Researchers couple artificial atom to acoustic resonator
Researchers from Russia and Britain have demonstrated an artificial quantum system in which a quantum bit interacts with an acoustic resonator in the quantum regime. This allows quantum optics principles to be applied in the study of acoustic waves and enables an alternative approach to quantum computer design based on acoustics. It could also make quantum computers more stable and compact. The paper reporting the results was published in Physical Review Letters.
"We are the first to demonstrate an interaction between a qubit and a surface acoustic wave resonator in the quantum regime. Previously, resonators of this kind were studied, but without a qubit. Likewise, qubits with surface acoustic waves were studied, but those were running waves, without a resonator. The quantum regime was demonstrated on bulk resonators, but this didn't go far, perhaps due to difficulties in fabrication. We used a planar structure fabricated with existing technologies," says Aleksey Bolgar, researcher at MIPT's Artificial Quantum Systems Lab, where the study was conducted.
The researchers studied the interaction of a superconducting qubit, a transmon, with surface acoustic waves in a resonator (figure 1). The transmon behaves as an artificial atom—that is, it has a number of energy levels (figure 2) and undergoes transitions between them. The conventional microwave approach is to have one chip holding both the qubit and a microwave resonator supporting and amplifying the wave. In this setup, the qubit can interact with the resonator either by absorbing a photon from it and entering an excited state or by emitting a photon into it and returning to the ground state, provided that the photon frequency corresponds to the transition frequency of the qubit. The resonant frequency of the resonator itself varies depending on the state of the qubit. Therefore, by changing resonator characteristics, it is possible to read information from the qubit.
An alternative approach has recently emerged. Instead microwave radiation (photons), it uses mechanical excitations, or phonons, in the form of acoustic waves. This quantum acoustic approach has been developed to a much lesser extent, compared with its microwave counterpart, but it has a number of advantages.
Since acoustic waves propagate 100,000 times slower than light, their wavelength is accordingly shorter. The size of a resonator needs to "fit" the wavelength used. In a microwave quantum system, the wavelength is about 1 centimeter at best. This means that the resonator needs to be fairly large, but the larger it is, the more defects it has, since they are inevitably present on the surface of the chip. Due to these defects, the lifetime of a qubit state is short, impairing large-scale quantum calculations and complicating the creation of quantum computers. As of now, the world record for the longest lifetime is around 100 microseconds, or one-ten-thousandth of a second. Under the acoustic approach, the wavelength equals roughly 1 micrometer, so it is possible to fit high-quality resonators measuring just 300 micrometers on the chip.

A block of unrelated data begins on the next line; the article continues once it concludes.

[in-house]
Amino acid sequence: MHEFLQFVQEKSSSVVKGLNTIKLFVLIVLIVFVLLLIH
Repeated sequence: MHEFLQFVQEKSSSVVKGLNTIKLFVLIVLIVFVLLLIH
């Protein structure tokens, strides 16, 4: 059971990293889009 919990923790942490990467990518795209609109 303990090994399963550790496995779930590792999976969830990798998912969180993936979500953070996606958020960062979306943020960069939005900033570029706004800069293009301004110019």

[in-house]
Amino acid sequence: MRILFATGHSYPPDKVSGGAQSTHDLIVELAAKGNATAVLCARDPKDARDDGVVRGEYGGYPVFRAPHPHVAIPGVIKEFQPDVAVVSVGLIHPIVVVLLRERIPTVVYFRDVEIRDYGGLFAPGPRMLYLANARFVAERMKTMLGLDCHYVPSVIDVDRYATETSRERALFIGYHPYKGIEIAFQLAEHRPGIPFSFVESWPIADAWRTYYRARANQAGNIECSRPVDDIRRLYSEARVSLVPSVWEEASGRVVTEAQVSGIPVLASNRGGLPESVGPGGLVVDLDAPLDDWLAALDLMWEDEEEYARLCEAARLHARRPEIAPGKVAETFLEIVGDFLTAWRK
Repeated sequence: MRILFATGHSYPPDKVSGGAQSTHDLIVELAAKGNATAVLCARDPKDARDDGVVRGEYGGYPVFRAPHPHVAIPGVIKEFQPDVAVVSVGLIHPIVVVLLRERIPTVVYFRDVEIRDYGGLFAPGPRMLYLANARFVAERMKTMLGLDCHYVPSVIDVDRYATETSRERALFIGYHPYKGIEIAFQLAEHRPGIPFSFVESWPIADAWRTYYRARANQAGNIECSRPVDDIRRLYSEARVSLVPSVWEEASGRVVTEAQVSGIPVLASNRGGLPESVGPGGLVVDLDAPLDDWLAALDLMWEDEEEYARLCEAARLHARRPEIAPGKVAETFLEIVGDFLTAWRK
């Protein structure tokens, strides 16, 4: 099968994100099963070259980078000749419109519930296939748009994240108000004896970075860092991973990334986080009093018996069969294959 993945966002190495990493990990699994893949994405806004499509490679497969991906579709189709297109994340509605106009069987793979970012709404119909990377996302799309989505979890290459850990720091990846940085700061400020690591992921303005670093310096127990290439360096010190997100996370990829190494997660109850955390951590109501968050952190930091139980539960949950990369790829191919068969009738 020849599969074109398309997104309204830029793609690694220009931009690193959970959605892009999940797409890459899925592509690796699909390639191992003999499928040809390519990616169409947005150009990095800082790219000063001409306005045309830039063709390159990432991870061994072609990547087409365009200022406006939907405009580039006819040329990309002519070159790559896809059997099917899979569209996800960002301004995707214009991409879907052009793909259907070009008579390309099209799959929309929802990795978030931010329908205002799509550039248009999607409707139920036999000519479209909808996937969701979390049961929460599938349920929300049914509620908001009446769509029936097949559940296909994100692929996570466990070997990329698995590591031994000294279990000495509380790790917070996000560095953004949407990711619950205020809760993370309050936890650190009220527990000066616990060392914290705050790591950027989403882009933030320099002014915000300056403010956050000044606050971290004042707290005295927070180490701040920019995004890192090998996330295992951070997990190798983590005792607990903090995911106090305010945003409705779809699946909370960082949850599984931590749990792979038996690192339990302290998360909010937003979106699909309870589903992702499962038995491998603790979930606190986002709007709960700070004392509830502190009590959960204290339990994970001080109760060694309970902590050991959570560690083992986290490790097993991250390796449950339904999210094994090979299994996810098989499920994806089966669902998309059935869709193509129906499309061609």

Another problem with microwaves is that the long wavelengths make it impossible to put two qubits into one resonator to enable interaction at different frequencies. As a result, a separate resonator is needed for each qubit (see figure 3). In the acoustic approach, one mechanical resonator can accommodate several qubits with slightly different transition frequencies. This means a quantum chip based on sound waves would be much smaller than those available now. Moreover, acoustodynamics could resolve the issue of quantum system sensitivity to electromagnetic noise.
The authors of the paper used a resonator for surface acoustic waves. These are somewhat similar to seawaves but propagating in solids. Figure 4 shows the chip created in the study. An aluminum circuit is deposited on a piezoelectric substrate made of quartz. The circuit consists of a transmon, a resonator, and two interdigital transducers. The two transducers serve as a transmitter and a receiver. Between them, there is a piezoelectric layer made of a material that converts mechanical stress into electricity and vice versa. A surface acoustic wave generated on the piezoelectric material is caught between the two Bragg gratings of the resonator. The qubit, or transmon, contained in the resonator has two energy levels, and the qubit capacitance is implemented as interdigital transducers. The purpose of the study was to show that the qubit can interact with the resonator, becoming excited and relaxed the way a quantum system would. The measurements were made in a cryostat under temperatures in the tens of millikelvins.
A characteristic feature of the quantum regime is the so-called avoided crossing of energy levels (figure 5). The transition frequency of the qubit can be tuned via an external magnetic field—to enable this, the transmon is equipped with a SQUID magnetometer. If the frequency of the resonator coincides with the qubit transition frequency, energy splitting is observed in the energy spectrum of the qubit—that is, one magnetic flux value corresponds to two characteristic transition frequencies. The researchers observed this phenomenon in their chip and showed that the transmon and the acoustic resonator interact in the quantum regime.
The fundamental goal of this research is to demonstrate that the phenomena and effects of quantum optics apply to acoustics as well. In addition, it provides an alternative way to build a quantum computer. Despite microwave-based interfaces achieving an impressive 50-qubit count, which means quantum acoustics still has a long way to go, the latter approach has numerous advantages that might come in handy in the future.